By week's end no charges had been filed. Chain's death was both an accident and the darkest of ironies, because this environmental war was supposed to be over. Lawyers and legislators had stepped in to settle the dispute, but Pacific Lumber did not see fit to stop felling trees, and the activists, who charged that the cutting destroyed the habitat of endangered seabirds, did not stop trying to block the loggers.

The bill that the California legislature passed this month to handle the controversy, referred to glumly by environmentalists as "the Deal," sounds good. Some 300-ft.-tall old-growth giants along the northern part of the state's coast are saved, along with scraps of wildlife habitat, and if a financier named Charles Hurwitz gets nearly half a billion dollars in federal and state money, who cares? The stock market creates or vaporizes that much wealth in the time it takes Alan Greenspan to clear his throat.

At closer inspection, however, the Deal is a textbook example of the wreckage that occurs when political imbalance--weakness on the part of federal and state environmental agencies, blustering strength among enemies of land-use regulation--allows owners of private property to hold the environment at ransom.

This ransom is a big one--and likely to be the benchmark for future environmental payoffs involving private timberland. In return for 3,500 acres of ancient redwoods in Humboldt County's Headwaters Grove, the largest old-growth tract still in private hands, and 4,000 acres of additional land, most of it heavily logged, Maxxam Corp. of Houston, Pacific Lumber's owner, will get $250 million from the Federal Government and $210 million from California. At week's end there seemed little doubt that Governor Pete Wilson would sign the payment bill. Maxxam, controlled by Hurwitz, was a major contributor to his most recent election campaign.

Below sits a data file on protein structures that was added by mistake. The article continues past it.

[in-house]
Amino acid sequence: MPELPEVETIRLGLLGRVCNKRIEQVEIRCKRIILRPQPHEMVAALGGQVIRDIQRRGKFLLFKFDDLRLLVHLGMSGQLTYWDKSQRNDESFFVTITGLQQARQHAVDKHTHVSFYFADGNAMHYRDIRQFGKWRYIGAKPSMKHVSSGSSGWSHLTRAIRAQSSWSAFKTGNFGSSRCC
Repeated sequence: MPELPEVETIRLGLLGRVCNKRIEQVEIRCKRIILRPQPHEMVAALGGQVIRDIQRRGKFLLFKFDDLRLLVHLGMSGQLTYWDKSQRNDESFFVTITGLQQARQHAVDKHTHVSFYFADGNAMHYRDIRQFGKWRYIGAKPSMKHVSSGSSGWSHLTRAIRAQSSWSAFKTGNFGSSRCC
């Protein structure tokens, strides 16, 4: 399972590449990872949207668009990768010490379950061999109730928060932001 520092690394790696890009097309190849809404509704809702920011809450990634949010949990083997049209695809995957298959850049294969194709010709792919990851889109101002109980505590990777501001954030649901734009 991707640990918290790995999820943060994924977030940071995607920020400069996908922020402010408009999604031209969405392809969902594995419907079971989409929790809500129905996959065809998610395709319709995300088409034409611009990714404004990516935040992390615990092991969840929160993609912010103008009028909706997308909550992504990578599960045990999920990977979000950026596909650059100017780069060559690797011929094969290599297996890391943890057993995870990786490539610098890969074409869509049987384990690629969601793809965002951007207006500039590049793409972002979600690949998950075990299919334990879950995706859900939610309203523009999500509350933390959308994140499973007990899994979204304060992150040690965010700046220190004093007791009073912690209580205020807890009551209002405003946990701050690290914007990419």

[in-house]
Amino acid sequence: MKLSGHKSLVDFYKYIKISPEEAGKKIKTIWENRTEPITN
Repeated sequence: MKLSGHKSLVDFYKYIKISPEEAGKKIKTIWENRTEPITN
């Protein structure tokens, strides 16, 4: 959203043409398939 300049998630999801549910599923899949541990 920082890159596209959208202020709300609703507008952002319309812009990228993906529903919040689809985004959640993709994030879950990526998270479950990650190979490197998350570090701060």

To anyone who has spent a night in Headwaters Grove, awakening at dawn to hear the cries of marbled murrelets, the endangered seabirds that nest in the huge trees, and to watch the great trunks take form in the lightening mist, the idea of owning such a place is daft. But, yes, if the Deal goes through, Maxxam won't own Headwaters. Won't cut it. And California will have a beautiful new tree museum.

Conservationists hoped for more: not just Headwaters, but 60,000 acres of mostly scarred and bulldozed land that could be rehabilitated. There is a dim hope, still, that they will get it. The Federal Deposit Insurance Corporation is slowly pursuing an old case against Hurwitz, having to do with a savings and loan collapse. A settlement of $250 million from Hurwitz was spoken of. So was a swap: debt for nature, maybe involving Pacific Lumber land.

Maybe. In any case, for environmentalists, "tree museum" is a phrase uttered with a shrug. The 3,500 acres of Headwaters don't really amount to a forest. Large redwood forests create their own microclimates. They are rainmakers. And the other 4,000 acres paid for by the Deal, though they have some big trees, are too fragmented to be an effective wildlife habitat for murrelets, Pacific giant salamanders and the spotted owls that loggers love to hate. In particular, they offer little protection for coho salmon, listed as threatened in the state. Salmon need cool, shaded, clear streams for spawning. Aggressive, steep-slope logging cuts shade and pours down sediment. This is no secret, but the state has not enforced regulations to protect salmon streams, and the new Headwaters legislation, say critics, stipulates buffer zones too narrow to be effective.